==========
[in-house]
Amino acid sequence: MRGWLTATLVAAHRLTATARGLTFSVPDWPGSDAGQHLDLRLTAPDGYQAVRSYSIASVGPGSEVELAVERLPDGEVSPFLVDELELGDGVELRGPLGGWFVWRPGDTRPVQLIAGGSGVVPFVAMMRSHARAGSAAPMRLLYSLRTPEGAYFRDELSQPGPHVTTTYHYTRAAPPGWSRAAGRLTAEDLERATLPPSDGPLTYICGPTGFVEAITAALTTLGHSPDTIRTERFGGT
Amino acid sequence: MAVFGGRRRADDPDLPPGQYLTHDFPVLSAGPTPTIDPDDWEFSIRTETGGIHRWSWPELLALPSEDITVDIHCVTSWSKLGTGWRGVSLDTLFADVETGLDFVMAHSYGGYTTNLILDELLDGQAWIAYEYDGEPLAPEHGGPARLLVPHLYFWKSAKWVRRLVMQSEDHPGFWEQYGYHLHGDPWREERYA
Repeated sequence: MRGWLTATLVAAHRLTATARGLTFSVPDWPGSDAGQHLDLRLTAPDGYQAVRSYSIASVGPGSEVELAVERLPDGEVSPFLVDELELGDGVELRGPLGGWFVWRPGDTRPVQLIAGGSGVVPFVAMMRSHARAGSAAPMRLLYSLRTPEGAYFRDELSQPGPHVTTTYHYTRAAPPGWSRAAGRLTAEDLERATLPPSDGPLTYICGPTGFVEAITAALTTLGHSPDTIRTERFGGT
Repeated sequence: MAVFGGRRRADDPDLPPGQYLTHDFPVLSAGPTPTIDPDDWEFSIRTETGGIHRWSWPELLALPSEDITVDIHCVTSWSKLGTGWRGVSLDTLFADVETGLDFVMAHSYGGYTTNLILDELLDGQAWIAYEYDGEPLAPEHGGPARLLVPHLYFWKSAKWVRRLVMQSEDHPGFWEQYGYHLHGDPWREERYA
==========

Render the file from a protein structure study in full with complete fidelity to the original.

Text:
[in-house]
Amino acid sequence: MRGWLTATLVAAHRLTATARGLTFSVPDWPGSDAGQHLDLRLTAPDGYQAVRSYSIASVGPGSEVELAVERLPDGEVSPFLVDELELGDGVELRGPLGGWFVWRPGDTRPVQLIAGGSGVVPFVAMMRSHARAGSAAPMRLLYSLRTPEGAYFRDELSQPGPHVTTTYHYTRAAPPGWSRAAGRLTAEDLERATLPPSDGPLTYICGPTGFVEAITAALTTLGHSPDTIRTERFGGT
Amino acid sequence: MAVFGGRRRADDPDLPPGQYLTHDFPVLSAGPTPTIDPDDWEFSIRTETGGIHRWSWPELLALPSEDITVDIHCVTSWSKLGTGWRGVSLDTLFADVETGLDFVMAHSYGGYTTNLILDELLDGQAWIAYEYDGEPLAPEHGGPARLLVPHLYFWKSAKWVRRLVMQSEDHPGFWEQYGYHLHGDPWREERYA
Repeated sequence: MRGWLTATLVAAHRLTATARGLTFSVPDWPGSDAGQHLDLRLTAPDGYQAVRSYSIASVGPGSEVELAVERLPDGEVSPFLVDELELGDGVELRGPLGGWFVWRPGDTRPVQLIAGGSGVVPFVAMMRSHARAGSAAPMRLLYSLRTPEGAYFRDELSQPGPHVTTTYHYTRAAPPGWSRAAGRLTAEDLERATLPPSDGPLTYICGPTGFVEAITAALTTLGHSPDTIRTERFGGT
Repeated sequence: MAVFGGRRRADDPDLPPGQYLTHDFPVLSAGPTPTIDPDDWEFSIRTETGGIHRWSWPELLALPSEDITVDIHCVTSWSKLGTGWRGVSLDTLFADVETGLDFVMAHSYGGYTTNLILDELLDGQAWIAYEYDGEPLAPEHGGPARLLVPHLYFWKSAKWVRRLVMQSEDHPGFWEQYGYHLHGDPWREERYA